A couple weeks ago, I called my health insurance company because I finally got the EOB (explanation of benefits) for the genetic test I had back in December. The total amount billed to insurance by the medical center was more than $5,000. Of that total, the insurance company paid a bit less than half.
Before I had the test done, the genetic counselor told me that the company doing the test — Ambry Genetics, one of the companies I could choose from depending on which version of the test I selected — would call me to authorize any out-of-my-pocket cost above $100. As I never got a call from Ambry, I assumed that $100 was the most I would have to pay. Not a bad price if it bought some peace of mind.
(Note: Your mileage may vary. Insurance companies do not always cover genetic testing; they usually require a definite indication of a genetic risk because of personal or family health history.)
But here’s the truth of it. My out-of-pocket cost was – nothing.
Not even one bright, shiny, Lincoln penny.
According to the insurance company, by law, the testing company cannot bill me. So even the $100 I was expecting to pay remains in the bank. And that’s good news.
The other good banking news appears in this paragraph on the report of my test results:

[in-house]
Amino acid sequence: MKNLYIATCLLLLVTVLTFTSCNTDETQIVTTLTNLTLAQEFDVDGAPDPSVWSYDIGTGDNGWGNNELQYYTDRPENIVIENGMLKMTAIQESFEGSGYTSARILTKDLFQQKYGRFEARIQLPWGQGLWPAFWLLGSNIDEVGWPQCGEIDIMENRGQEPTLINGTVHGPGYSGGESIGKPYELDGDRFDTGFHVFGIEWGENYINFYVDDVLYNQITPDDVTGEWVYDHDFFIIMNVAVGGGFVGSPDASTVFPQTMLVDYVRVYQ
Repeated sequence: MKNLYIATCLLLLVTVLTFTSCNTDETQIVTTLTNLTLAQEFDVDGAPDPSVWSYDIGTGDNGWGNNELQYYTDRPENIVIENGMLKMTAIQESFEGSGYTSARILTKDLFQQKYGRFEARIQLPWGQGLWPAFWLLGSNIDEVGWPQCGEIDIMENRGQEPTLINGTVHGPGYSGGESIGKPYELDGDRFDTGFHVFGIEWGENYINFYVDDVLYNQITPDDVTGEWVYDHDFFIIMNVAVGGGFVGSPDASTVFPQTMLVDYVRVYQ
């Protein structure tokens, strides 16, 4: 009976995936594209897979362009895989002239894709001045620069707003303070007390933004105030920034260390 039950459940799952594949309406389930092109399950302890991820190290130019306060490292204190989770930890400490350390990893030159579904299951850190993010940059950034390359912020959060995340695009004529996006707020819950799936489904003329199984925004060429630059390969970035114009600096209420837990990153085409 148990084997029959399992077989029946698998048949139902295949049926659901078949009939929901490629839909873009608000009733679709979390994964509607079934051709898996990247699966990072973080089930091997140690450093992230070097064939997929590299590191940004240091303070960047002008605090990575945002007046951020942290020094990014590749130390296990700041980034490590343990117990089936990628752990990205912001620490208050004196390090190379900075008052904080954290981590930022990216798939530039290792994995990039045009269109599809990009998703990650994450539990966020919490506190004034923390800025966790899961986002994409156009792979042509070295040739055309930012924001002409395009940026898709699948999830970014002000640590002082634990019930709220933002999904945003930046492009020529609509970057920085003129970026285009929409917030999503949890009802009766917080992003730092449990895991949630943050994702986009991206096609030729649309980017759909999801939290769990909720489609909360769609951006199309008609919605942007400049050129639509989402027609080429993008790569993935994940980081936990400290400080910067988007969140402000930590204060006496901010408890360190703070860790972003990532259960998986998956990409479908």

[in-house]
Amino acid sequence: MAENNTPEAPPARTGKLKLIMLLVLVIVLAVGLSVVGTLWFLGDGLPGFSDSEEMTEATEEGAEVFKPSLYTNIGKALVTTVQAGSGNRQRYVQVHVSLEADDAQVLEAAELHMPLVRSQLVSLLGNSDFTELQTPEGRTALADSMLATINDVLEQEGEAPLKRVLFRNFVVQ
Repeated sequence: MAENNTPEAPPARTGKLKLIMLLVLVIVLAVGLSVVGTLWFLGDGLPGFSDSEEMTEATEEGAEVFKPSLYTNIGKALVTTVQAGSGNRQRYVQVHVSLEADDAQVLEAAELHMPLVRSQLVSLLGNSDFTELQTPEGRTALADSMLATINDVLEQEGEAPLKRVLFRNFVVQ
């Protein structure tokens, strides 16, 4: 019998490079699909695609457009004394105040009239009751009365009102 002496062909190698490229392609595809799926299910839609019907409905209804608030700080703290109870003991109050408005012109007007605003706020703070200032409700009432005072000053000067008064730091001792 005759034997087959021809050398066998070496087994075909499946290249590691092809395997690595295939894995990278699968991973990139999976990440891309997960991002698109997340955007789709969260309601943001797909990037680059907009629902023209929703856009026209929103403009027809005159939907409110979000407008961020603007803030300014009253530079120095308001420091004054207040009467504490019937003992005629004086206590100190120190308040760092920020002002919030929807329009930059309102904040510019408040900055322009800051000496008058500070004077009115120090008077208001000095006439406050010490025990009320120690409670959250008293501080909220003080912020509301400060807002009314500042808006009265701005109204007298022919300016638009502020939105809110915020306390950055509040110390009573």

“If you have a personal history of cancer, you may wish to pursue DNA banking. DNA banking involves providing a DNA sample to a facility who will store it for a set period of time. Since it is always more informative to perform genetic testing on someone who has been diagnosed with cancer, DNA banking helps ensure that your DNA sample would be available to your family members, should additional genetic testing options become available in the future.”
This was the first I’d heard of DNA banking. But as this chart shows, the list of gene mutations – and the related cancer syndromes – that can be tested for is lengthy and ever-changing (note the recent additions in red). As the field of genetics grows, allowing us to track our individual health inheritance, so grows the need to compile and update the genetic formulas that affect us.
The various cancer-related DNA banks scattered in research facilities around the country have been collecting data on cancer genetics for a while. As is too often true with technology, however, there’s a compatibility issue that impedes researchers who want to collect, access, and compare information in their study of cancer.
But now, the National Cancer Institute has launched a project they call the Genomic Data Commons. Researchers in this project are collecting, standardizing, and streamlining access to these data sets from cancer patients across the country. The project is part of President Obama’s National Cancer Moonshot, spearheaded by Vice President Joe Biden, whose son died of cancer. So far, the data collected equals 4.1 petabytes (petabytes!) of information (1 petabyte = 1 million gigabytes).
Whether it’s about the money or genes in the bank, the situation for those of us affected by cancer grows a little brighter.